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A Marxist professor who made students ask questions, was critical of 'dogmatic' Left

By Harsh Thakor* 

Few academics were as scholastic, imaginative or dialectical as Prof Randhir Singh, who cut the tumours of capitalist ideology at the very root. A Marxist intellectual for decades served as professor in Delhi University, Prof Singh died in January 2016, leaving behind the legacy of a teacher who intensively fostered the spirit of questioning in students in contrast to indoctrination.
Not a Maoist or a Stalinist, Prof Singh upheld the positive role of USSR and China and consistently criticised what he considered as the autocratic nature of the Indian parliamentary democracy, the fatal consequences of globalisation from 1991 and the germinating of Hindutva neo-fascism.
Never blindly accepting the analysis of the Marxist-Leninist groups on what caused the demise of socialism, nor those who reduced Marxism to mere armed struggle, Prof Singh respected the view of integrating caste question with class struggle, firmly standing by the genuine democratic movements of the day of any strata of society.
A living example of what someone could do to contribute within the boundaries of an oppressive social order, he moulded the youth towards Marxist ideology in the 1970s, displaying mastery in explaining the dynamics of a capitalistic society, inspiring them to join ranks of progressive movements.
Prof Singh taught us the importance of studying all the bourgeois philosophers, be it Plato, Thoreau or Voltaire, and be a very good student of history. He delved into political thought of Machiavelli and Hobbes, as he did to Marx. Some of his best essays 'Future of Socialism', 'A Note on the Current Political Situation: Some issues and a Conclusion' and ‘Nepal’ were published in 'Monthly Review'. They make readers question the orthodox views of Stalinist or Maoist groups.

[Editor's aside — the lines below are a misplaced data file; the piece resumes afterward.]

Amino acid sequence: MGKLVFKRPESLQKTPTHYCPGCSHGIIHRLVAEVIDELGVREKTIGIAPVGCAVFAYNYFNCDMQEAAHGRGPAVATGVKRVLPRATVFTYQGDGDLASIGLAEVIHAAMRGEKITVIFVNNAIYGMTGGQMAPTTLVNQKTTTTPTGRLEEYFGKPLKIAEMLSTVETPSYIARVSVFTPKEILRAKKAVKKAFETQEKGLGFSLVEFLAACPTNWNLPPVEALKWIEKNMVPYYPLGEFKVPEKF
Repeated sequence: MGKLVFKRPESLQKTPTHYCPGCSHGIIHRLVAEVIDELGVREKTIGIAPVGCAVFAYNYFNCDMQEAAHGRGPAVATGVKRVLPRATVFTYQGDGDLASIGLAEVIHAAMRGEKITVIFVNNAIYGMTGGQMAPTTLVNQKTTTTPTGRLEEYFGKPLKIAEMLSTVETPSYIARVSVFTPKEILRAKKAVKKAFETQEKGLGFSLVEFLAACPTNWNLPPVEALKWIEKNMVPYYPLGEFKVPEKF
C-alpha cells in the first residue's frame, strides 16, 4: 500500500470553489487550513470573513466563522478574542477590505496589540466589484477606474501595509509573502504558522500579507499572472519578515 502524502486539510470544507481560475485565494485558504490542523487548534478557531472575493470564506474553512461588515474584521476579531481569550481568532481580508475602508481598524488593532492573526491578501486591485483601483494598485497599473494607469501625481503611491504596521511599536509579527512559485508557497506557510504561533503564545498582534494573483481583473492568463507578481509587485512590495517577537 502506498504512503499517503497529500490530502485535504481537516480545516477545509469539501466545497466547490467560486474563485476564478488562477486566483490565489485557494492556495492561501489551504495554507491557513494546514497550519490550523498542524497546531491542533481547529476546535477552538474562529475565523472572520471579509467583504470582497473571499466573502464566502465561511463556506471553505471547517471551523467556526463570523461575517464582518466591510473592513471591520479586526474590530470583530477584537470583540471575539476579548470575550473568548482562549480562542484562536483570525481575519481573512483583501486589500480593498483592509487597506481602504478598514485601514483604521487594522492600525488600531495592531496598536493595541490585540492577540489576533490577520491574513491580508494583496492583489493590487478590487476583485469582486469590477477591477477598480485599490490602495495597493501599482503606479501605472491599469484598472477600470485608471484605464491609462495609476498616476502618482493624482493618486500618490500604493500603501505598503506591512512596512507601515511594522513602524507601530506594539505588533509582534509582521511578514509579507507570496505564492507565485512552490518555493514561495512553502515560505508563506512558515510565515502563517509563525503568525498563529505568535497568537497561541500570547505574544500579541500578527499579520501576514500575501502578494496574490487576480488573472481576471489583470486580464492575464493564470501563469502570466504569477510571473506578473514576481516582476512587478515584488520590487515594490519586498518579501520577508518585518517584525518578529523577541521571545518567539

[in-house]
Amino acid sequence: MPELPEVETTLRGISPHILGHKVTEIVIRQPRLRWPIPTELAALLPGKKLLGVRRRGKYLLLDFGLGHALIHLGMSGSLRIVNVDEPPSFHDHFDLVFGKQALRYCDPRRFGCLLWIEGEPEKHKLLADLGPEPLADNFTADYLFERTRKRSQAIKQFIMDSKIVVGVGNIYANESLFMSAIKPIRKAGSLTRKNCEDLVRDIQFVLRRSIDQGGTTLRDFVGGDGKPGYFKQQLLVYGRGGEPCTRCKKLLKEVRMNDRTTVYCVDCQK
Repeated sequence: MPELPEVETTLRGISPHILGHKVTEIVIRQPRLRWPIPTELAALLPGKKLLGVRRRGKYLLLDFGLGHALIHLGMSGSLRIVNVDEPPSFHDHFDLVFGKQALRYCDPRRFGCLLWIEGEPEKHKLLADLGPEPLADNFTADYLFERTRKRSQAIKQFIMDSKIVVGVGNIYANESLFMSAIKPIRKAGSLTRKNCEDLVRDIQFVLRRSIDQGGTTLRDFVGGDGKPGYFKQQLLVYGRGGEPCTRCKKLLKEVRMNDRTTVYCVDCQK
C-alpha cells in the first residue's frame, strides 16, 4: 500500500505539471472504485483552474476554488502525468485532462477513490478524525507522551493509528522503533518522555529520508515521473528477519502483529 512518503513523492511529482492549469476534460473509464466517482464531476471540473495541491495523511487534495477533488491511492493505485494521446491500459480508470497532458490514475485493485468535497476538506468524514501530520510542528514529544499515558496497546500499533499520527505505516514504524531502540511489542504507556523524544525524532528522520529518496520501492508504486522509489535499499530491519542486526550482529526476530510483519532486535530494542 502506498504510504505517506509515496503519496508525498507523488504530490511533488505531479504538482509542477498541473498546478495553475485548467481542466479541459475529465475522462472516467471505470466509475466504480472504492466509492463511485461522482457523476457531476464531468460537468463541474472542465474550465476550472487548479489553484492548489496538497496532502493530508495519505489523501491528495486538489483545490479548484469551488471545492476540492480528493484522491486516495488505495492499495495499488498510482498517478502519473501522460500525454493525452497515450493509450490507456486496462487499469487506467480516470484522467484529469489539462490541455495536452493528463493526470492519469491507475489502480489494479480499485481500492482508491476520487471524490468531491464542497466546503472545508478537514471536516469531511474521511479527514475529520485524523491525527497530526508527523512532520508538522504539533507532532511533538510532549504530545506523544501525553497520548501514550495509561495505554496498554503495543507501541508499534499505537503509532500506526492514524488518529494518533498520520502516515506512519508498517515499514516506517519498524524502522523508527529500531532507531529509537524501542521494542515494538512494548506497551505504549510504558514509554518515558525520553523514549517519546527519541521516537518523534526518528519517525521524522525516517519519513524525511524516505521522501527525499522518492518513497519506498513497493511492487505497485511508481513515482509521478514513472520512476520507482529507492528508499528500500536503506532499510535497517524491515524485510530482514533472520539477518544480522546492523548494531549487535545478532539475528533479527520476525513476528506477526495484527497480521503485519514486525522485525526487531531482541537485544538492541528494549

Prof Singh's magnum opus “Crisis of Socialism: Notes in Defence of a Commitment”, published a decade ago, was released by another notable Marxist thinker, Aijaz Ahmad, in Delhi. Since then, he published a few more collections – “Indian Politics Today: An Argument for Socialism-Oriented Path of Development” (2009) and “On Nationalism and Communalism in India” (2010).
Unlike many of his contemporary Marxists, Prof Singh classified India as capitalist instead of semi-feudal. A CPI card holder, with the split of the party in 1964, he went along with CPI (Marxist) for a few years. This was also the period when he was viciously attacked by the "official" Communists and was removed from the editorship of the party's theoretical Punjabi journal “Sada Jug” and was  charged with "individualism and intellectual arrogance", for refusing to publish top party leader BT Ranadive’s criticism of Mao Tse Tung.
Born on January 9, 1922, in Moga district of Punjab, Prot Singh's father was an idealist and a doctor (civil surgeon) by profession. He gained his baptism in politics in the anti-colonial struggle in Lahore spending a year in Lahore jail. Prof Singh became a full-time activist of CPI in 1939 at the age of 17, first as an activist of All-India Students Federation (AISF), of which Satya Pal Dang was leader.
He remained underground for quite some time, reaching out to peasants in rural areas. He translated “Communist Manifesto” and some other works of Karl Marx in Punjabi. He was 25 at the time of partition, and after moving to Delhi, he started teaching at the Camp College, which was set up for the refugees from Pakistan.